Flash back to the first time you seriously hit the gym.
You probably walked through the front door in a pair of oversized basketball shorts and a cut-off football t-shirt to unveil your veiny 12 inch pythons.
Maybe you did every exercise with 3x10 with the same 95 lbs, gradually increasing five pounds per week for the first few weeks.
Suddenly, eight weeks later you were growing.
You traded your cut-off for a slightly bigger cut-off and continued on with heavier weights.
Then, six months later or so, that stopped working. You twiddled your thumbs, kept working at it, but no luck.
No longer did it work to use straight sets with the same weight, and you needed a new approach.
That new approach is ascending loading, one of the most effective modes to improve strength and muscle mass.
What is Ascending Loading?
Ascending loading, also known as ramp loading, is the process of gradually increasing the resistance on each progressive set.
- Straight Sets: 225x5
- Ascending Loading: 205x5, 225x5, 230x5, 235x5, 240x5
Ascending loading, also known as ramping up, takes away the guesswork and gradually activates the nervous system with progressively heavier weights, leading up to your heaviest work sets at the end the exercise. This way, you lift with the same volume, but progressively heavier weights to stimulate greater process and gains in muscle.
I already know what you’re thinking, “Won’t ramping make me lift less weight overall if I’m using lighter loads early on, and thus minimize my training gains?”
No. Rather than blowing through the gas tank in laps one and two, it prepares the nervous system to work harder as you warm-up, while still optimizing technique and the execution of each rep early on.
In other words, submaximal ramping sets help you minimize fatigue during sets, honing in on exercise technique, maximizing bar speed, and prepping the nervous system for domination of the heaviest strength sets.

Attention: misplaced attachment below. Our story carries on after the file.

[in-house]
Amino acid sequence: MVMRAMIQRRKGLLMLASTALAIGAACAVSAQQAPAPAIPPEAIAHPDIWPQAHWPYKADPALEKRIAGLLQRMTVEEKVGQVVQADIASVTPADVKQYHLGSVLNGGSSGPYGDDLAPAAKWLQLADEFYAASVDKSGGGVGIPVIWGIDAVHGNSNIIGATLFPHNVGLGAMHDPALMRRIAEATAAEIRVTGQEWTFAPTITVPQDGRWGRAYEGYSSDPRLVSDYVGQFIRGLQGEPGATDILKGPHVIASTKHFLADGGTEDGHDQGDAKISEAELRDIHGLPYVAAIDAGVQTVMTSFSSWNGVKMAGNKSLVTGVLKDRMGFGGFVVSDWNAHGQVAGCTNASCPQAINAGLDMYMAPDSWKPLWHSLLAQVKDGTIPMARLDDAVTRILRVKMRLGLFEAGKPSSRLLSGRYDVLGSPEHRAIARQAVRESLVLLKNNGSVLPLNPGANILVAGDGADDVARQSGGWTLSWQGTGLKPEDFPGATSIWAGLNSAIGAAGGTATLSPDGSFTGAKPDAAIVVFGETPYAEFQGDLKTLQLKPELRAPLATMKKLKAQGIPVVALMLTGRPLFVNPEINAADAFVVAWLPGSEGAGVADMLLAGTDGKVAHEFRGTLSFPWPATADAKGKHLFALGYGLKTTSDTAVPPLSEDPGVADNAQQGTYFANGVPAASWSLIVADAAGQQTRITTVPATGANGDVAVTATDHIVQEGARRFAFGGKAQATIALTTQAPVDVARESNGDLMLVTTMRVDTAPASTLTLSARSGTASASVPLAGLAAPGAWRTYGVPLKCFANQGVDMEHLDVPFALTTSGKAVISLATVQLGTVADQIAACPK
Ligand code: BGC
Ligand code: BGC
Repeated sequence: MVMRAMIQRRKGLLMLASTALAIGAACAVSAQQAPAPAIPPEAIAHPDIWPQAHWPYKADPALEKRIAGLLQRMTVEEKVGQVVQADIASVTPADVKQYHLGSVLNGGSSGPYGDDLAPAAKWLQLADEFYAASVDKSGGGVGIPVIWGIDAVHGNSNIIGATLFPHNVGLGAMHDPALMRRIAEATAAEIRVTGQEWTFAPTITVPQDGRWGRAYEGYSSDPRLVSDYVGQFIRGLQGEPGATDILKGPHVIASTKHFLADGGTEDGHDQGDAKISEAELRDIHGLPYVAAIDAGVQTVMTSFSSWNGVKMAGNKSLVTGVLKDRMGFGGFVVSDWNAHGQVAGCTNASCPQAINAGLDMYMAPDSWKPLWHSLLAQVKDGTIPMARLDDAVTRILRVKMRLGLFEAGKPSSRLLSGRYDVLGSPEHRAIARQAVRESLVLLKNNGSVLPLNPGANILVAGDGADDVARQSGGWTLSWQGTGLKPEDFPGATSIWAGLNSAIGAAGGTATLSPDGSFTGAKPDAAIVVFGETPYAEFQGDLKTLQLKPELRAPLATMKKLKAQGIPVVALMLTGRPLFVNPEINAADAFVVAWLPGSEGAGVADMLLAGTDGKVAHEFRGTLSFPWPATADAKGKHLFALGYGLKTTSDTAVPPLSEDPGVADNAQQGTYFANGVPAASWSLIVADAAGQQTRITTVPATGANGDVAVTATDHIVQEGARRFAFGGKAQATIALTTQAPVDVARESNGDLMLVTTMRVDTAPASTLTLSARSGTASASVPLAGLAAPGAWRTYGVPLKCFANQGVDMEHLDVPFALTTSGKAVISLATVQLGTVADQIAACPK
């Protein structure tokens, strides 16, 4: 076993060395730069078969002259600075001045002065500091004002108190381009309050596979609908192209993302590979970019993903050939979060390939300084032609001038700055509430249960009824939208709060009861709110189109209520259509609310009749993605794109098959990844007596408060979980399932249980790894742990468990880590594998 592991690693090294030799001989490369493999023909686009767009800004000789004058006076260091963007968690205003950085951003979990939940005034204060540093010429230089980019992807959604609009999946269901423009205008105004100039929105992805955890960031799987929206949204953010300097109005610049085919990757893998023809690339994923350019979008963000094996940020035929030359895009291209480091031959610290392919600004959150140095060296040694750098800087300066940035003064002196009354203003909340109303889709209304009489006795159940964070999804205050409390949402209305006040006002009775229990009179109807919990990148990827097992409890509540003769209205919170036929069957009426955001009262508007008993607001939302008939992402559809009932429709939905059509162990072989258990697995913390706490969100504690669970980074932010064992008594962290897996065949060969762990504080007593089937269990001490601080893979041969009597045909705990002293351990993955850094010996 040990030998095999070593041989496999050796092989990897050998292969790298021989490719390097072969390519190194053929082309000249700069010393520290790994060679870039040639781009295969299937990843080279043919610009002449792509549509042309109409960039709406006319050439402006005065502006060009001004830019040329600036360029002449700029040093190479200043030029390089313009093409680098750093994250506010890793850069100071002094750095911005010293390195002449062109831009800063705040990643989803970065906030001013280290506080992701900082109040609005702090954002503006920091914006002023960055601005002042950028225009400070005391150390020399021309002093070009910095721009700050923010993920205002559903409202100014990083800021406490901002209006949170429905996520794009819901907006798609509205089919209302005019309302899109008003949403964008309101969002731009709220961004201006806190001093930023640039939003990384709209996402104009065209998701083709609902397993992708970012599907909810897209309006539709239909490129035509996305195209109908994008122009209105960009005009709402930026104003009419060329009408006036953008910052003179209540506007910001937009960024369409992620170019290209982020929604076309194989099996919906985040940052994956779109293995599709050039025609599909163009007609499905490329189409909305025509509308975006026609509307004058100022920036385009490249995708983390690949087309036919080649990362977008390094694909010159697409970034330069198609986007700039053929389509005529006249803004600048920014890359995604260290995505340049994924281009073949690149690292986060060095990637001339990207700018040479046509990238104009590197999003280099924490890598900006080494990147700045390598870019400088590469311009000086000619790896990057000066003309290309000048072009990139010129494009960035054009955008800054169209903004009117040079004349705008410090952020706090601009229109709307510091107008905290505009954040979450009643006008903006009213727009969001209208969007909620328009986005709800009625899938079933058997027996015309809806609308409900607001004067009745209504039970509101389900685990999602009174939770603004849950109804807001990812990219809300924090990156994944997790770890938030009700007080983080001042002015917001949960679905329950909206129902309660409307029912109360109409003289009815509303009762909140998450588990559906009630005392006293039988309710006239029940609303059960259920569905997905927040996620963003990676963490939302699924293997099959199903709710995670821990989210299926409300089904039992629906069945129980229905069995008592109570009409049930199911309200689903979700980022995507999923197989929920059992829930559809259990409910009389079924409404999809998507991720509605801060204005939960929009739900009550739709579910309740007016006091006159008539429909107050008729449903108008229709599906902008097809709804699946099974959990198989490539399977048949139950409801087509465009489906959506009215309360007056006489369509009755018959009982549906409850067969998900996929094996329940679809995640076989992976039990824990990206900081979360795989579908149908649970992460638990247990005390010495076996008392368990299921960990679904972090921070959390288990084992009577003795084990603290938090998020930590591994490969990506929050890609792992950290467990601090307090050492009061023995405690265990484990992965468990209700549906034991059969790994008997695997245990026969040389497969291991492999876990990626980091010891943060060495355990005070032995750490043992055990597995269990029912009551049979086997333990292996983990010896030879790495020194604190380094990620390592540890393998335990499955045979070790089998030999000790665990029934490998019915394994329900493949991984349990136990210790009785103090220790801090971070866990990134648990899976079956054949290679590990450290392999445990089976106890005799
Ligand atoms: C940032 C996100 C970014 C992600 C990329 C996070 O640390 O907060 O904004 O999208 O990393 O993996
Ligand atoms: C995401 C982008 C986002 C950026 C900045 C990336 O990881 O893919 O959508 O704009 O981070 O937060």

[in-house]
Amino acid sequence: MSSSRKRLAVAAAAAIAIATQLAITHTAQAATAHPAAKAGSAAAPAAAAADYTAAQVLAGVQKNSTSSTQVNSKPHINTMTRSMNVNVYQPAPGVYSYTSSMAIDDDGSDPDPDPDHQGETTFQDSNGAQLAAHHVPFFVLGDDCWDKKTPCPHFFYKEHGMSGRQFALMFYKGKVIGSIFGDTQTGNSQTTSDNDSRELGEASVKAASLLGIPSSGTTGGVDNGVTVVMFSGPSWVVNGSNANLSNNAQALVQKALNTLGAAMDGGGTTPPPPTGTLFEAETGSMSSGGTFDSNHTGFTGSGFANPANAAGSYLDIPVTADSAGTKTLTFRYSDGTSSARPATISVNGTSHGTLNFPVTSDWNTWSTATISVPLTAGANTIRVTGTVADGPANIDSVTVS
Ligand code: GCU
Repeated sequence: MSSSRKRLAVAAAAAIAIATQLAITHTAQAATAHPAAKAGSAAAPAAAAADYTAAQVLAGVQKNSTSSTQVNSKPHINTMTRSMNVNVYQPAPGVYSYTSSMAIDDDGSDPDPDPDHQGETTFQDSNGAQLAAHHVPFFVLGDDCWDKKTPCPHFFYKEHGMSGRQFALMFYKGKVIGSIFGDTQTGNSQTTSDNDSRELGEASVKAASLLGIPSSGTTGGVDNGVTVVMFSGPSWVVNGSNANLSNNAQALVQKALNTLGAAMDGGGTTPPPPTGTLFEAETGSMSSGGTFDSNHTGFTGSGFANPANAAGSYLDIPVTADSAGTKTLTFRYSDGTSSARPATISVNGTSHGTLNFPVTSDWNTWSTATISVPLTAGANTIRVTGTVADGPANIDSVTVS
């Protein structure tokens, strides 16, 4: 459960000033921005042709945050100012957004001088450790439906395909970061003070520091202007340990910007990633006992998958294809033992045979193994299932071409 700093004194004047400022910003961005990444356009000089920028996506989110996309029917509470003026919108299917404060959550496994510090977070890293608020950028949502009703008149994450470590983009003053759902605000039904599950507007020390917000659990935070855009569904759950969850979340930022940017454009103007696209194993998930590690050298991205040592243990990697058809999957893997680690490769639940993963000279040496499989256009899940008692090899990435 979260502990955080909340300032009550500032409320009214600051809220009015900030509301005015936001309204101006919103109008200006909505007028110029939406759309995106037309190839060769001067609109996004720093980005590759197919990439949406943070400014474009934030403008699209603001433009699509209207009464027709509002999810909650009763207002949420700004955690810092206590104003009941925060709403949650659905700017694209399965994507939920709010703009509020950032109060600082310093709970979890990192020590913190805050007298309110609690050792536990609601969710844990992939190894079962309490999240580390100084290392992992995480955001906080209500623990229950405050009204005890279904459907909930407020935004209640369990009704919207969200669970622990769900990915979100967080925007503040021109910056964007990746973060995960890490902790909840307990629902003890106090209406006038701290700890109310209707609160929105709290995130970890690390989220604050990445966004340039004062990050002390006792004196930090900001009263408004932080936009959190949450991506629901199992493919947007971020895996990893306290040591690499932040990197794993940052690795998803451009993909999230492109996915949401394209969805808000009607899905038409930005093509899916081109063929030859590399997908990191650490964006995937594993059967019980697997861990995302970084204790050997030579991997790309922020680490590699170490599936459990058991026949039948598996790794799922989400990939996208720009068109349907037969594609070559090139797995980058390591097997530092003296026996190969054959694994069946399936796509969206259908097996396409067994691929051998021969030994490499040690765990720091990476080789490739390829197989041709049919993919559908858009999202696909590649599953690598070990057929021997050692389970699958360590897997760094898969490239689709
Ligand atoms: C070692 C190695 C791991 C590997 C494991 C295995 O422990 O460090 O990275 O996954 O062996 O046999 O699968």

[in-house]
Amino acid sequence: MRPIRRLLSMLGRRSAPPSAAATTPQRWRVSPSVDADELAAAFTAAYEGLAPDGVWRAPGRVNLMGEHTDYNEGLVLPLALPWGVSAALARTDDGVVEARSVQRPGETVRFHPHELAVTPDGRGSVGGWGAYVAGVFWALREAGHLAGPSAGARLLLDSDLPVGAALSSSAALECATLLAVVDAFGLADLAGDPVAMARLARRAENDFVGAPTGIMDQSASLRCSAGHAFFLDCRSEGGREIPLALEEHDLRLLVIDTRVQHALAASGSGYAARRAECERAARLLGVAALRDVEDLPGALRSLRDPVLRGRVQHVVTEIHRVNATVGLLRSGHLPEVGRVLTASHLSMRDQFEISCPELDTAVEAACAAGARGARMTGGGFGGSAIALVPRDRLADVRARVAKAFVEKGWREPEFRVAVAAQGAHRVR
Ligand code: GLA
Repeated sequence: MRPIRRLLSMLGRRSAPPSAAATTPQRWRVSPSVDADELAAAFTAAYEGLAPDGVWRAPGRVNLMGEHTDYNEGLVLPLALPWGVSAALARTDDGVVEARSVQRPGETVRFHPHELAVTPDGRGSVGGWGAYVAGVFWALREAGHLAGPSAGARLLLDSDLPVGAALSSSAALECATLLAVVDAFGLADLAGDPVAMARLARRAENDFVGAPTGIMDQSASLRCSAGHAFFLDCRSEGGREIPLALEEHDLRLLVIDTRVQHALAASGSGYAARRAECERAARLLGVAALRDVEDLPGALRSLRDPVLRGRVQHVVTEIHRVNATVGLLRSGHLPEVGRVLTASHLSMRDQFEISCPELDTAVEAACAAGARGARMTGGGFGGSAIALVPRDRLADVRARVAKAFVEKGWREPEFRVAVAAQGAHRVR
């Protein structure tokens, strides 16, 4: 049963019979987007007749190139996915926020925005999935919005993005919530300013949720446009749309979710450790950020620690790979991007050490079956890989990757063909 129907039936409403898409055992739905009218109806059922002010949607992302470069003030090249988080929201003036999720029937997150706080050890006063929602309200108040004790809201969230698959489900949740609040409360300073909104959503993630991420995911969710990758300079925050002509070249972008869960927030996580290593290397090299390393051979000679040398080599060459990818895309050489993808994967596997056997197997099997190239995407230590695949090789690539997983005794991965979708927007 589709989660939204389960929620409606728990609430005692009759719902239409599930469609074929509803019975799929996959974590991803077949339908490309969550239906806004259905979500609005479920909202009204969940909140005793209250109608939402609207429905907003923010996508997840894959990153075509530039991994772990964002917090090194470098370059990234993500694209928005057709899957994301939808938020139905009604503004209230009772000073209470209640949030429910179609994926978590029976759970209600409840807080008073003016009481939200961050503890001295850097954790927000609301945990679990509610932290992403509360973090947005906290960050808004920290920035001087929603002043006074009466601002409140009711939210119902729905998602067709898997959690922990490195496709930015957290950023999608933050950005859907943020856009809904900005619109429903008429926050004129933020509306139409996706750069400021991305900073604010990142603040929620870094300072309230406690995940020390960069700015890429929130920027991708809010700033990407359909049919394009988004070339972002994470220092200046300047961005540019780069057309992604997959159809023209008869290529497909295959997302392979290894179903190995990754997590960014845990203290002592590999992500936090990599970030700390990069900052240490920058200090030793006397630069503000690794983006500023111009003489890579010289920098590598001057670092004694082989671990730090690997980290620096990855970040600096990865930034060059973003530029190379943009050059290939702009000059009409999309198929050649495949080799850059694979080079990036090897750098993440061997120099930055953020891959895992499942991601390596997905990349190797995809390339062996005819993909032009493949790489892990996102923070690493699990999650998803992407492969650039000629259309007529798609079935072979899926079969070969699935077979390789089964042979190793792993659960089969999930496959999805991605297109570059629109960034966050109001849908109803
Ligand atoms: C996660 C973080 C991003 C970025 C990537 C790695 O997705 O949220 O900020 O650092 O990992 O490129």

The Science of Ascending Loading: CNS Potentiation
The driving force behind ascending loading schemes is potentiating the nervous system to handle heavier weights while managing fatigue.
To better understand this, a few things happen to the nervous system after a heavy resistance exercise:
1) According to Hamada et. el (2000), there is an increased phosphorylation of myosin regulatory light chains during a maximum voluntary contraction (MVC). This allows the actin and myosin binding (for muscle contraction) to react to the increased calcium release. This reaction triggers a cascade of events leading to enhanced force muscle production at the structural level of muscle (Horwath & Kravitz).
Thus, increased muscle activation yields a greater duration of calcium ions in the muscle cell environment, yielding a greater phosphorylation of the myosin light chain protein (Rixon et al. 2007).
In other words, by moving the bar as fast as possible and/or against a heavy load, you improve force production and muscle activation. Force production will improve strength numbers, indirectly improving your ability to build muscle. Then, greater muscle activation allows you to hit a greater number of muscle fibers.
2) The second theory is based on the H-reflex, an excitation of a spinal reflex elicited by afferent muscle nerves. It is theorized that the PAP intervention enhances the H-reflex, thus increasing the efficiency and rate of the nerve impulses to the muscle (Robbins, 2005).